We got up and opened the door, and were almost instantly made aware of the source from which the disturbance and the light in the windows came. The wind had veered to the north-west and seemed to have the force of a cyclone, and the air was so full of snow as to produce a moonlight appearance.

In fact, the most terrifying blizzard we had ever witnessed was before our drowsey eyes in all the horrors that could be depicted. We did not tarry long to enjoy the panarama as the ruling elements seemed to suggest that we retire and shut the door.

This blizzard continued three days and nights without abatement for an instant. The doleful tones, ever present in our ears during that time, scarcely left us even when in the refreshing embrace of slumber.

And there was scarcely a minute during the seventy-two hours that an object of any dimension could be discerned ten steps distant. Two minutes exposure to the full force of the storm would cause the vacant places in a person's clothing to fill full of the celebrated (but not appreciated) "beautiful snow."

Several of our neighbors saved their cows, horses, and mules by taking them into their houses. We saved three out of four small hogs and about thirty hens by dividing our twelve-foot space with them. We did not bring these animals in until the second day, and one of the hogs died in fifteen minutes, after being brought in.

Charles Emerson, living is a sod house on a hill in L precinct, kept his horses in a dugout stable at the foot of the hill, perhaps six or eight rods from his house. The storm was so blinding and severe that he did not venture to go and attend to them during the three days.

After the storm abated, his heart almost failed him when he went to his stable and opened the door that he had carelessly left only half-closed. He found the interior packed full of snow and not the least sign that his faithful horses were alive.

He secured a shovel, and after digging a while, came upon the horses, both standing up. The snow had filled in so close around them that they could not lay down. The warmth of their bodies melted the snow sufficiently to give them breathing room, and both were alive.

This terrible storm raged during the 13th, 14th, and 15th of April, the latter being Easter Sunday, and would justly pass to history as the greatest Easter storm on record.

Source: Pages 24-26, General History of Seward County, Nebraska, by John Henry Waterman. Published in 1920 in Beaver Crossing, Seward County, Nebraska.

Other histories tell of blizzard winds that tore the roofs off flimsy homesteader shacks, exposing the occupants to the elements. Other settlers froze to death because they didn't have enough firewood on hand. Some lost their way between house and barn and wandered off into the blizzard. Others were caught traveling or hunting on the prairies and either froze to death or smothered under the snow. Thousands of livestock died, and a great deal of wildlife perished as well.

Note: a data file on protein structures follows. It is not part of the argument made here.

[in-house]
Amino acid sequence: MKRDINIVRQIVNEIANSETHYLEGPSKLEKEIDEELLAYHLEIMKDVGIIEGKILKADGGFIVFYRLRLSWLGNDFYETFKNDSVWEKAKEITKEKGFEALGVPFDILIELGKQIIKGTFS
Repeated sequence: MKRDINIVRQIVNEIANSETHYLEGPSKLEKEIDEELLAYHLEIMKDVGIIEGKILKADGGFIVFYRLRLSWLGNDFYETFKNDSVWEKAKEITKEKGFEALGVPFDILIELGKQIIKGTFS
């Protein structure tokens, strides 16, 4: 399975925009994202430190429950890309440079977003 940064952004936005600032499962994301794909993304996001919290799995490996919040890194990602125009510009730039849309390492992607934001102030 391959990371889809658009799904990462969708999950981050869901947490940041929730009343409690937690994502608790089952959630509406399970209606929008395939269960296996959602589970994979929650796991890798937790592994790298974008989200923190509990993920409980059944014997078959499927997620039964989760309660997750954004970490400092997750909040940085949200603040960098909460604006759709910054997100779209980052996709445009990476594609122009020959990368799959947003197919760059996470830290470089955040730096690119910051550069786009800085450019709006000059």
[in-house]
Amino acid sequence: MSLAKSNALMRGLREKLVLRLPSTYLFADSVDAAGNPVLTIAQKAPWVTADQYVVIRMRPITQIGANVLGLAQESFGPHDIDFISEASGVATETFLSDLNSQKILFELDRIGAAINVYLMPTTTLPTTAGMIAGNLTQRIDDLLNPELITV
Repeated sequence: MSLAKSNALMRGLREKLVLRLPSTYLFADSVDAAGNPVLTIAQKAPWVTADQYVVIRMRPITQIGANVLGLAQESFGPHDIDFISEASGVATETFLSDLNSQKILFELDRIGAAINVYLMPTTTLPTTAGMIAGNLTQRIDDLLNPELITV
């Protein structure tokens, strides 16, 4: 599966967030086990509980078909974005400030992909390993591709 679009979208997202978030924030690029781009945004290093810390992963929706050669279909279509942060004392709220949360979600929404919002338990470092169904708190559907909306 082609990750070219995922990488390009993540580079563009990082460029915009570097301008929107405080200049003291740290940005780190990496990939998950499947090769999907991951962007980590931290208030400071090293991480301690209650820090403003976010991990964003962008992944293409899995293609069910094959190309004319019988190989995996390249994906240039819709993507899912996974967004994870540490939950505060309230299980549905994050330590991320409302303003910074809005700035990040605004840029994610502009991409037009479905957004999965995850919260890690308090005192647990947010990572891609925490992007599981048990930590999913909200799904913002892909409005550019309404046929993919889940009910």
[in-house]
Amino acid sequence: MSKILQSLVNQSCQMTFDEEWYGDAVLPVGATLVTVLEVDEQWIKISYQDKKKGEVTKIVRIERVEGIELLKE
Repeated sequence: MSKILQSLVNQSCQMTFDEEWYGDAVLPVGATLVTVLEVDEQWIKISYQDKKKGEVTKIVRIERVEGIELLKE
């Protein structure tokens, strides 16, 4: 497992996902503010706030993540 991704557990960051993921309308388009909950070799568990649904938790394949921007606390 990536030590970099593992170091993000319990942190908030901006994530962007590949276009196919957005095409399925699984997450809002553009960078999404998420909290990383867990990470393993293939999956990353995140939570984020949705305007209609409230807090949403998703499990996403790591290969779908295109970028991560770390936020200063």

After the storm, snowdrifts were fifteen and twenty feet tall.  Some settlers who lived in dugouts had to burrow through deep snowdrifts.  Hilltops were swept bare, but the draws were full of deep, hard-packed snow. The best of the spring grass, which the surviving livestock really needed, was buried under the snow for a long time afterward. Many bodies of both man and beast were not found until the snowdrifts finally melted.

Read more:
Text of a Nebraska historical marker for the Easter Blizzard of 1873
Out of Old Nebraska: April Blizzard of 1873
The Easter Storm of 1873
Google Books search for "Easter Storm of 1873"
Related Posts Plugin for WordPress, Blogger...

CONTENTMENT: Keep your heart free from hate, your mind from worry, live simply, expect little, give much, sing often, pray always, forget self, think of others and their feelings, fill your heart with love, scatter sunshine. These are the tried links in the golden chain of contentment.
(Author unknown)

IT IS STILL BEST to be honest and truthful; to make the most of what we have; to be happy with simple pleasure; and to be cheerful and have courage when things go wrong.
(Laura Ingalls Wilder, 1867-1957)

Thanks for reading.